Bush's Choice for EPA Job Oversaw Worsening Pollution in Idaho
Published on Monday, June 23, 2003 by Knight-Ridder
Bush's Choice for EPA Job Oversaw Worsening Pollution in Idaho
by Seth Borenstein

WASHINGTON - Idaho Gov. Dirk Kempthorne, President Bush's top candidate to head the Environmental Protection Agency, has cut his state's environmental budget three times and sharply reduced enforcement of environmental regulations.

During Kempthorne's four-and-a-half-year tenure as governor, Idaho's pristine air has gotten dirtier, more rivers have been polluted, fewer polluters have been inspected and more toxins have contaminated the air, water and land, according to a Knight Ridder analysis of Idaho pollution data from EPA and state records.

In the same period, the nation's air and water have gotten cleaner on average, and fewer toxins have been emitted, EPA officials said Monday in a draft report.

Kempthorne is the leading contender to be the nation's top environmental officer and had a good White House interview for the job two weeks ago, according to Republican officials, Washington business leaders and Kempthorne aides.

"We're hearing a constant drumbeat of support for Kempthorne," one well-placed Washington business leader told Knight Ridder on Monday. A top aide to one Democratic senator with strong connections to environmentalists added: "We're anticipating it to be Kempthorne." Both spoke on the condition of anonymity to avoid retribution from the Bush administration for violating confidentiality about a nomination that hasn't been announced yet.

Coping with a state budget crisis, Kempthorne has cut Idaho's environmental services budget three times in the past two years. A court order this year is forcing the state to increase monitoring and cleansing polluted waterways.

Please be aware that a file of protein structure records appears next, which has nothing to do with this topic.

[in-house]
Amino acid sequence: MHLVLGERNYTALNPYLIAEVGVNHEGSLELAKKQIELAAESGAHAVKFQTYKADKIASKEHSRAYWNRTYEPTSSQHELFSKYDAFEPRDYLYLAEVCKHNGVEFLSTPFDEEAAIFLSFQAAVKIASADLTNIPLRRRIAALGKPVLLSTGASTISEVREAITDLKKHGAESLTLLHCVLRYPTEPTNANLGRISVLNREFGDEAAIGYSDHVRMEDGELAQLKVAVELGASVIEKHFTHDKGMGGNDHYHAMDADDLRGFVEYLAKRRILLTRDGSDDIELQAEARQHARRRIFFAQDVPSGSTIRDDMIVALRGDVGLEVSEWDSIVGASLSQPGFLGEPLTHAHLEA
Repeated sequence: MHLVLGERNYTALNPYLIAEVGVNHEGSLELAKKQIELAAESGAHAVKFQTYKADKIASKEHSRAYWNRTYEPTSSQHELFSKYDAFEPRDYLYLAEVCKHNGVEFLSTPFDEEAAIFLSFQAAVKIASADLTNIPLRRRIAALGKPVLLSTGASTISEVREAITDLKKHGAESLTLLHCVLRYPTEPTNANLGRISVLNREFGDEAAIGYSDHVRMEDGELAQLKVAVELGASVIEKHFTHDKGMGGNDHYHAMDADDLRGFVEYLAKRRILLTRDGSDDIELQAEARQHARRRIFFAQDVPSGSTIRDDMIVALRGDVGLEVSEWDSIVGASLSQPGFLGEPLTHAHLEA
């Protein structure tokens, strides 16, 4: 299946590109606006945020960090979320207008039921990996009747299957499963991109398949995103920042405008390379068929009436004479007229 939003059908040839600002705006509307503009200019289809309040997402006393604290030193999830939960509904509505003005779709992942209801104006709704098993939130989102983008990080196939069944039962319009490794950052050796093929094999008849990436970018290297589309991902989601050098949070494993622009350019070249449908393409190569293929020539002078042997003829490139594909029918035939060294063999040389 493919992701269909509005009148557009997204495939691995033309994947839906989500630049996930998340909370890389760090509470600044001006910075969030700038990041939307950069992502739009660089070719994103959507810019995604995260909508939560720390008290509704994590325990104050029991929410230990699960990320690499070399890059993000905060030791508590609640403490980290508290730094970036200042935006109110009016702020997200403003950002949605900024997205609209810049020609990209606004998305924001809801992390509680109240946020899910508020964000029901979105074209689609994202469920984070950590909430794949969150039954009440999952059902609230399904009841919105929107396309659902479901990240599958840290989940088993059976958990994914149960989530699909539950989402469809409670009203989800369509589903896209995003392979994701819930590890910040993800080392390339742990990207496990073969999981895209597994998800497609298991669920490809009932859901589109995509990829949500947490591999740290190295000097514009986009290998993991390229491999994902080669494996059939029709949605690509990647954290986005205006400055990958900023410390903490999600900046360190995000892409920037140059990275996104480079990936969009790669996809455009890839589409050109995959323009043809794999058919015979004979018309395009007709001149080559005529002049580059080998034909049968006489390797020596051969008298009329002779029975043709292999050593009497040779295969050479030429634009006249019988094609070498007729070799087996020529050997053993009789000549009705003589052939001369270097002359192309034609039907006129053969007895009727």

With that expensive court mandate absorbing much of the declining state environmental budget, Idaho is "trying to keep (inspections) to a bare-bones minimum," Jon Sandoval, the chief of staff for the Idaho Department of Environmental Quality, told Knight Ridder. "Anything else outside the court order either got postponed, stopped or delayed."

Kempthorne, 51, is a former one-term U.S. senator and mayor of Boise. He was elected governor in 1998. He is known in Washington as a hard-line conservative, but in Boise as a pragmatist. He would be a dramatic change from Christie Todd Whitman, a moderate whose resignation as EPA chief will take effect Friday.

Kempthorne clashed in November 2001 with Whitman's EPA over the Coeur d'Alene Basin Superfund cleanup, which the EPA wanted to expand against Idaho's wishes. At a public hearing, Kempthorne said: "I have become so frustrated with EPA that I'm on the verge of inviting EPA to leave Idaho. ... There is a bureaucracy that seems to ignore any efforts at a solution."

"He has not neglected nor turned his back on the environment," Kempthorne press secretary Mark Snider said Monday. The achievements of the administration are "quite remarkable," Snider said. "There's a lot more to the records than raw numbers would show."

Snider said Kempthorne had elevated the state environmental agency to Cabinet status, increased water and air monitoring and attacked such controversial issues as grass burning and dairy odors. Smoke from forest fires and changes in federal regulations have skewed air-pollution numbers, he said.

In some respects, Idaho under Kempthorne has bucked national trends that showed environmental quality improving, according to EPA records on air pollution, water quality, toxic emissions and pollution enforcement.

While 35 states and the nation as a whole reduced the amount of toxins released into the environment from 1998 to 2000 - the most recent year of available data - Idaho increased emissions by 2 percent. National emissions decreased by 9 percent in the same period, an achievement Whitman hailed Monday as an environmental success story.